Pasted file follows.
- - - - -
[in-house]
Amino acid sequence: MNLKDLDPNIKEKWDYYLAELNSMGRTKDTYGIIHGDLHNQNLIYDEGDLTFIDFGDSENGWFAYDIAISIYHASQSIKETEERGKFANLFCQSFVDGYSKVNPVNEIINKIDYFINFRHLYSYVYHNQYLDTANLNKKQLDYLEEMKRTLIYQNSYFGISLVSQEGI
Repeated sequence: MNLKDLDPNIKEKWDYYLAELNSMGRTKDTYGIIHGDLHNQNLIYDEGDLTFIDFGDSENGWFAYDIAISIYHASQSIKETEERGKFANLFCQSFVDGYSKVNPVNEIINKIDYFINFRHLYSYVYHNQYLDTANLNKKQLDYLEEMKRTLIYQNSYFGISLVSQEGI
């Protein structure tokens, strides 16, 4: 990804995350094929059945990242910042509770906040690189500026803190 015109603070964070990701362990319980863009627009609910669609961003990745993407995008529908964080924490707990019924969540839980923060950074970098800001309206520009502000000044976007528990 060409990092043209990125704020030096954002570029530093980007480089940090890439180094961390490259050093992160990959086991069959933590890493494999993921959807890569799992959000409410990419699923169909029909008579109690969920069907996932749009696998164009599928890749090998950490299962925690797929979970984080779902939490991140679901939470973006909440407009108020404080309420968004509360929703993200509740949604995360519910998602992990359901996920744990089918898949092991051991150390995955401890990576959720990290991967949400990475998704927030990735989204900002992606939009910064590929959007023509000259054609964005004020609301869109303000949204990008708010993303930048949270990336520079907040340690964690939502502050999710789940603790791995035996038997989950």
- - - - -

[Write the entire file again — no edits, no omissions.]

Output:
[in-house]
Amino acid sequence: MNLKDLDPNIKEKWDYYLAELNSMGRTKDTYGIIHGDLHNQNLIYDEGDLTFIDFGDSENGWFAYDIAISIYHASQSIKETEERGKFANLFCQSFVDGYSKVNPVNEIINKIDYFINFRHLYSYVYHNQYLDTANLNKKQLDYLEEMKRTLIYQNSYFGISLVSQEGI
Repeated sequence: MNLKDLDPNIKEKWDYYLAELNSMGRTKDTYGIIHGDLHNQNLIYDEGDLTFIDFGDSENGWFAYDIAISIYHASQSIKETEERGKFANLFCQSFVDGYSKVNPVNEIINKIDYFINFRHLYSYVYHNQYLDTANLNKKQLDYLEEMKRTLIYQNSYFGISLVSQEGI
């Protein structure tokens, strides 16, 4: 990804995350094929059945990242910042509770906040690189500026803190 015109603070964070990701362990319980863009627009609910669609961003990745993407995008529908964080924490707990019924969540839980923060950074970098800001309206520009502000000044976007528990 060409990092043209990125704020030096954002570029530093980007480089940090890439180094961390490259050093992160990959086991069959933590890493494999993921959807890569799992959000409410990419699923169909029909008579109690969920069907996932749009696998164009599928890749090998950490299962925690797929979970984080779902939490991140679901939470973006909440407009108020404080309420968004509360929703993200509740949604995360519910998602992990359901996920744990089918898949092991051991150390995955401890990576959720990290991967949400990475998704927030990735989204900002992606939009910064590929959007023509000259054609964005004020609301869109303000949204990008708010993303930048949270990336520079907040340690964690939502502050999710789940603790791995035996038997989950």